The UL Hospitals Group says it’s committed to enhancing medication safety for patients.
It comes as a HIQA report, which has just been published, has highlighted a number concerns over issues at the region’s main hospital, which it said resulted in “potential risks to patients”.
HIQA inspectors visited University Hospital Limerick on May 18th, following which it raised a number of concerns over medication safety.
In response to a query from Clare FM, the UL Hospitals Group has acknowledged the need for a Medication Safety Co-ordinator and says a recruitment process someone to the position is at an advanced stage.
Once appointed, they’ll develop a Medication Safety Strategy which will be implemented across the five hospitals in the group, including Ennis General.
Membership of the Drug and Therapeuticfs Committee, which has a detailed plan to address the risks identified within the HIQA report, will be expanded.
HIQA has been complimentary about improvements already introduced by UHL, as well as education initiatives for patients and staff.
In a statement, the Chief Clinical Director, Professor Paul Burke says they are “committed to ensuring the highest standard of care” for all patients.
And that the appointment of a dedicated Medication Safety Officer will enable the UL Hospitals Group “to adopt a more focused approach to medications safety across all hospital sites”
Statement From The UL Hospitals Group:
UL Hospitals Group welcomes the HIQA report on medication safety at University Hospital Limerick (UHL) following an inspection carried out on 18th May 2017.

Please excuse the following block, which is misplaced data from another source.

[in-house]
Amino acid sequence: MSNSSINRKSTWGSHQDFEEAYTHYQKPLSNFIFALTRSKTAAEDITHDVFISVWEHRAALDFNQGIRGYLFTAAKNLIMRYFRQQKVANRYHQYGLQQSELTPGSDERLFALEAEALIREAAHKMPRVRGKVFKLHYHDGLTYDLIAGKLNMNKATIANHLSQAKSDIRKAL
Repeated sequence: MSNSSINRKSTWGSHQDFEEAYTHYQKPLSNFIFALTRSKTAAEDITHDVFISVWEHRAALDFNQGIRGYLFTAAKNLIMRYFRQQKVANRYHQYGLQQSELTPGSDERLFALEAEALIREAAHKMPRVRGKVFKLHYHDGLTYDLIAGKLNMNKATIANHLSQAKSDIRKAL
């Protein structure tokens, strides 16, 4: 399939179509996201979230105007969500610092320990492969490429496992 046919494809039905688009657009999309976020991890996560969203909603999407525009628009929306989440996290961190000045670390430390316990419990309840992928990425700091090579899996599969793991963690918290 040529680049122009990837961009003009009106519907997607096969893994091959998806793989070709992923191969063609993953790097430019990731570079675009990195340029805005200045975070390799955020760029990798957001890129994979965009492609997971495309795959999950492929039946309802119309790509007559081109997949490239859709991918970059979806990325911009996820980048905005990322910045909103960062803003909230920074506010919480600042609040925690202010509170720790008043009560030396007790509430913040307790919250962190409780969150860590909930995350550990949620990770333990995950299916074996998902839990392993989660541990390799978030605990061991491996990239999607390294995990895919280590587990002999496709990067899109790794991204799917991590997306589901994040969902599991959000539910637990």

Medication safety is a priority for UL Hospitals Group and we are committed to enhancing medication safety for all service users. In this context the absence of a Medication Safety co-ordinator is acknowledged and a recruitment process is at an advanced stage to appoint a person to this position. This appointment will enable the development of a medication safety strategy and a medication safety plan both of which will enhance the further advancement of a medication safety culture across the group in collaboration with the relevant clinical professional groupings.
Membership of the Drug and Therapeutics Committee will be expanded as recommended by HIQA to reflect the multidisciplinary nature of medication safety. The Drug and Therapeutics Committee has a detailed quality improvement plan to address the risks identified in the HIQA report, including plans to enhance governance of medication safety allowing oversight of reported risks and errors, and improved cohesiveness with regard to procedures, policies and guidelines.
HIQA was complimentary of a range of existing quality improvement initiatives already implemented at UHL. HIQA also commented positively on UHL’s arrangements to educate and counsel patients about their medicines, and to train and educate medical and nursing staff. UL Graduate Entry medical School senior educators are committed to producing medical graduates with strong awareness of medication safety culture and medication related risks.
Commenting on the publication of the report, Prof Paul Burke, Chief Clinical Director, UL Hospitals Group said “We welcome the HIQA report on Medication Safety at University Hospital Limerick. We are committed to ensuring the highest standard of care for all our patients and acknowledge the requirement for a dedicated Medication Safety Officer for the UL Hospitals Group. This will enable us to adopt a more focused approach to medication safety across all our hospital sites and we remain committed to progress this strategy over the coming months”
You can read the HIQA report in full here